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Out of Africa (Modern Library 100 Best Nonfiction Books) Hardcover – September 5, 1992
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The stories are interesting to be sure. They relate to the plantation or the people and events that one way or another impacted her life there. But it is Blixen's writing that I found so sublime. I have never read anything like it. The way Blixen turns a phrase is both lyrical and enchanting all at once - you become literally swept up in the words and imagery. It is obvious that Blixen loved Africa - something about the continent got under her skin. In a similar fashion her words have gotten under mine. I have read Out of Africa several times; each time I marvel at the beautiful language she uses. Read this book and I am sure you will feel the same way.
Instead, "Out of Africa" is a storytelling book woven in the imaginative Danish style. Dinesen's finely tuned sensitivity is revealed here, as well as her (again typically Danish) well-developed gift for friendship with many kinds of people. In her case this gift extends to African animals as well, like Lulu, the beautiful gazelle who graced her plantation for years.
Her descriptions of the Kenya of her day are exquisitely written, factual and magical at the same time. Africa is the star of the book, not Dinesen herself, not the tribespeople or the colonials, not her struggles with raising coffee in land "a little too high", nor her political dealings with the government officials. Her writing evokes the Africa she knew well and loved deeply.
I saw Out of Africa as a child, and read the book in college, which inspired me to go to Kenya when I graduated. I visited the land that Karen Blixen donated upon her departure from Kenya, which was turned into a town named "Karen", and her home and everything in it have been preserved, down to the lantern she would leave on for Finch-Hatton. Still today the town's people speak of Karen Blixen in great admiration, perhaps giving back what she unconditionally gave to them.
I would recommend this book to anyone who knows how to read!
The book gives a wonderfull picture of Blixens relationship with the natives and have that ancient athmosphere that appears in all colonial litterature.
Read the book it gives a picture of a vere strong woman who knew what she wanted but again and again had to compromise according to her life and the oppotunities it gave her.
The book is one of my favourits because it has got everything. Love, death, hope, history, feminism, nature, africa.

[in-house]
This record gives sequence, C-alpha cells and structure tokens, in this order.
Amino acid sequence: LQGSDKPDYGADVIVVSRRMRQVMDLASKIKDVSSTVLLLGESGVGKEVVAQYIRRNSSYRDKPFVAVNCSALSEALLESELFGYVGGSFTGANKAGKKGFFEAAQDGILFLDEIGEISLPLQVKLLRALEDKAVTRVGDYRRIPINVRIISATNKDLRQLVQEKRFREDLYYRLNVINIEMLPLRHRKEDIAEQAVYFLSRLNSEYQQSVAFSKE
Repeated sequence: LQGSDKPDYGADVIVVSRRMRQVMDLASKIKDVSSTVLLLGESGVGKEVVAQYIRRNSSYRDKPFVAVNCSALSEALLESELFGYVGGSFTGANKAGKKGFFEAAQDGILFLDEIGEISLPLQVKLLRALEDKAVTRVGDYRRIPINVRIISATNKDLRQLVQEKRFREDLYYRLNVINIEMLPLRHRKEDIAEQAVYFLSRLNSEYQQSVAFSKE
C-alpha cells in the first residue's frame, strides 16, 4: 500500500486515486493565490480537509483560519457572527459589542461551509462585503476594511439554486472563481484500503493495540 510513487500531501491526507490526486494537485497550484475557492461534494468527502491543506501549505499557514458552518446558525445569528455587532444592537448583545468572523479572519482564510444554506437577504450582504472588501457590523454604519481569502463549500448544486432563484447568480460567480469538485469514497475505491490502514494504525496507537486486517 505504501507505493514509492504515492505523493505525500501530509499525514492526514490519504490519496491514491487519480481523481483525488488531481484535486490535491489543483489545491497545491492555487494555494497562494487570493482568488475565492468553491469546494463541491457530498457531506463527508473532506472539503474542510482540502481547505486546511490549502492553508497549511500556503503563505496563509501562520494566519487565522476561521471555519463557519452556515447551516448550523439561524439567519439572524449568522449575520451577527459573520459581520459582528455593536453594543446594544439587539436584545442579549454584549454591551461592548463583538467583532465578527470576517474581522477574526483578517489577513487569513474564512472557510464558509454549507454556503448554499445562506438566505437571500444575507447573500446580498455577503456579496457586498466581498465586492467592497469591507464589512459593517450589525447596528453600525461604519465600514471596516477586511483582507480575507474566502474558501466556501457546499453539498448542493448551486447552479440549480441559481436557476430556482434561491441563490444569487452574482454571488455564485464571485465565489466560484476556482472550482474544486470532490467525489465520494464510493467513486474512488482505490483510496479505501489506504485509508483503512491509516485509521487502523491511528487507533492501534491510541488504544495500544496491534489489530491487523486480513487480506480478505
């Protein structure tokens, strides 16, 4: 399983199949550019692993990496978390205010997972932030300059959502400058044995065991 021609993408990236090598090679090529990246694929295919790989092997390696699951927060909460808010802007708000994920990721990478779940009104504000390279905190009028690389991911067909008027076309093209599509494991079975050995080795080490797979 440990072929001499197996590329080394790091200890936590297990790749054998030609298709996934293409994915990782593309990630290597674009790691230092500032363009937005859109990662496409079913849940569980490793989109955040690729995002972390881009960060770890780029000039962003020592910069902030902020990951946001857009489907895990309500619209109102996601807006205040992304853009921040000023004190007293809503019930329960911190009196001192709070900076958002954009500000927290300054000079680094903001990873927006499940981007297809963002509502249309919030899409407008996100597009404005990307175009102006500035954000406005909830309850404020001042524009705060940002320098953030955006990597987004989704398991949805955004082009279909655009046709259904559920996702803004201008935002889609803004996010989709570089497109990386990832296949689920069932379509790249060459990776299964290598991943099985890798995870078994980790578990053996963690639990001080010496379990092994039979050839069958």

-Much of the beginning of the book is a sort of 'how Europeans are different than Africans.' I understand that her second class treatment of the natives was an accepted attitude of the time, but it seems that her observations about race take up a goodly chunk of her book.
-Another thing that irked me was that she quotes many secondary sources in the book, and many of them she doesn't translate into English. I unfortunately don't speak either French or German, and so I wasn't able to interpret much of the poetry and references she included.
Aside from those two things, the book is still an interesting, albeit occasionally slow, read. It was hard to really connect with her at the beginning, because she seems to view herself as some kind of high and mighty princess, and I just wasn't that insterested in her point of view. However, I think as the book progresses she opens up more about her own life, and you really start to understand how much she truly loves Africa, her workers, and the farm that she poured her heart into. She tells about the people she befriends and their adventures and quirks. She also does an amazing job describing the African scenery. I'd reccommend it, but keep in mind that it starts off slow.
Most Recent Customer Reviews
it was a good book, watched the movie and wanted to compare it to the bookPublished 1 month ago by motherof6
Out of Africa is usually called a memoir, but anyone knowledgeable about Karen Blixen’s actual biography will appreciate that this book of remarkably wayward and discursive prose... Read morePublished 2 months ago by Anson Cassel Mills
Love the movie. The book is entertaining, but written very different from the movie. Still happy that I added it to my library.Published 3 months ago by Jamie O'Donnell
Very good book about her time in Africa. Very poetic but also very sad. Every time she killed a lion, I cringed thinking about how they are endangered now. Read morePublished 4 months ago by crisray
I was taken to Africa & could see the animals, the clouds. I could feel her love for the beautiful country & it's people & for the men in her life. So much passion in her writing.Published 6 months ago by Amazon Customer